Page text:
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The end of patent trolls is nigh

A new bill to address “abusive patent litigation” was formally introduced Wednesday and already has bipartisan support. 


Tim Sampson


The chairman of the powerful House Judiciary Committee has introduced legislation that could significantly injure the business model of overly litigious patent trolls. Though it won’t ban the practice outright, it may be the best chance yet of getting patent reform legislation through Congress.

Rep. Bob Goodlatte’s bill, formally introduced on Wednesday, already has wide bipartisan support, incorporating a number of provisions from previous pieces of legislation that unsuccessfully sought to curb the practice of technology patent holders filing frivolous lawsuits.

“Abusive patent litigation is a drag on our economy,” said Goodlatte (R-VA), who heads a key committee related to the bill. “Everyone from independent inventors, to start-ups, to mid and large sized businesses face this constant threat.”

Patent troll is a pejorative term that’s been around for years. It’s been applied to a number of firms whose revenue comes from holding patents (sometimes on products they didn’t even create) and pursuing litigation. They don’t actually produce anything. Patent trolls have long plagued app developers, podcasters and Silicon Valley startups, according to NPR’s This American Life. Due to the high cost of litigation, plaintiffs make money by winning out-of-court settlements or coercing defendants into licensing agreements.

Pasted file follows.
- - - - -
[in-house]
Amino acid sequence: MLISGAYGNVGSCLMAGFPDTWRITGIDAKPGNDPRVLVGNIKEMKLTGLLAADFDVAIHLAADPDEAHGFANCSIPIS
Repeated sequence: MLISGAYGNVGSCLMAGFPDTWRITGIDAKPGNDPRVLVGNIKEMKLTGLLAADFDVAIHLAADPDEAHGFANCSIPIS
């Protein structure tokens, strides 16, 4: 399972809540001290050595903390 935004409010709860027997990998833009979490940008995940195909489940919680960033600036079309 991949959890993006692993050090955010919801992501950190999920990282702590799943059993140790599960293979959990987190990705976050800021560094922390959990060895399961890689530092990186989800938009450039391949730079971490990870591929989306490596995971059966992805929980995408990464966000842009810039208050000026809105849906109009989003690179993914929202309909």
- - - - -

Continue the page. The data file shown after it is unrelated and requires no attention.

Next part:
Backed by leading patent troll opponents like the Computer and Communications Industry Association and the Electronic Frontier Foundation, the legislation won’t completely eliminate the practice. But it will place a higher burden of proof on the plaintiffs and hopefully make their business model a less attractive one, Goodlatte said.

The Innovation Act (H.R. 3309) would require patent holders filing suit to establish the details of the alleged infringement early in the case. And if a suit is brought and a patent holder loses, they would be on the hook to pay the other side’s legal fees, unless they could prove their case was “substantially justified.”

The legislation also proposes to expand an existing program at the U.S. Patent and Trademark Office to review “business method” patents. This has been a more controversial measure but gets at the heart of what many say is a broken technology patent system.

The bill would also allow technology customers and end users to suspend a lawsuit while the patent holder and manufacturer duke it out in court. That would end the kind of situation seen last month when patent-holder Lodsys was able to continue in its lawsuits against iOS developers while avoiding legal action from Apple.

The Innovation Act takes in many ideas from prior patent reform measures introduced by Sens. Chuck Schumer (D-NY) and John Cornyn (R-TX), along with the SHIELD Act introduced by Reps. Pete DeFazio (D-OR) and Jason Chaffetz (R-UT). Defazio and Chaffetz are among the Innovation Act’s cosponsors.

President Barack Obama has already signalled his support for patent reform, but Goodlatte’s measure is hardly a sure thing. It still faces an uphill fight. Patent holders are already circling the wagons. The Innovation Alliance, a group that includes heavy patent licensors like Dolby Labs, Qualcomm, Tessera, and InterDigital, is already condemning parts of the bill.

The legislation is seen as a step in the right direction by those who favor patent reform. But there is concern that the bill doesn’t go far enough to protect small businesses. Many of the protections would apply to companies that can afford to pursue a lawsuit. But many patent troll targets can not afford the high cost of litigation—which can cost millions of dollars—and are forced to settle.

“The average cost of a patent defense, from what I can tell, is about $2.5 million,” podcaster Jesse Thorn told the Daily Dot earlier this year when he and a bunch of his peers came under attack from patent holder Personal Audio. “None of us have that. Even the cheapest path out of this costs hundreds of thousands of dollars.”

H/T ArsTechnica | Photo by EverFi Photos/Flickr

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